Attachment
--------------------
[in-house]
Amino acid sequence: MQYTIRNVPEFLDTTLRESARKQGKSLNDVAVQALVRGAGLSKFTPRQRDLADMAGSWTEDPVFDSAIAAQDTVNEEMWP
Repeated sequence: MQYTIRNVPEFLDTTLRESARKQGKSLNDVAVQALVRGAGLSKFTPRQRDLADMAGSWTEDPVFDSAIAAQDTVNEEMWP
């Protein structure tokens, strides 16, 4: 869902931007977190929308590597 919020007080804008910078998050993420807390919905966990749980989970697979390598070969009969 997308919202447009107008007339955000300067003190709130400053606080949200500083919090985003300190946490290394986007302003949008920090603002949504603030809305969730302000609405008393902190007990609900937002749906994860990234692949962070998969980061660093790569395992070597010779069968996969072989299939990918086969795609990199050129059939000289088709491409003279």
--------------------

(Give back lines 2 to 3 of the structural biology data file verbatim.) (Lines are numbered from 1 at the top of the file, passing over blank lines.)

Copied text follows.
Amino acid sequence: MQYTIRNVPEFLDTTLRESARKQGKSLNDVAVQALVRGAGLSKFTPRQRDLADMAGSWTEDPVFDSAIAAQDTVNEEMWP
Repeated sequence: MQYTIRNVPEFLDTTLRESARKQGKSLNDVAVQALVRGAGLSKFTPRQRDLADMAGSWTEDPVFDSAIAAQDTVNEEMWP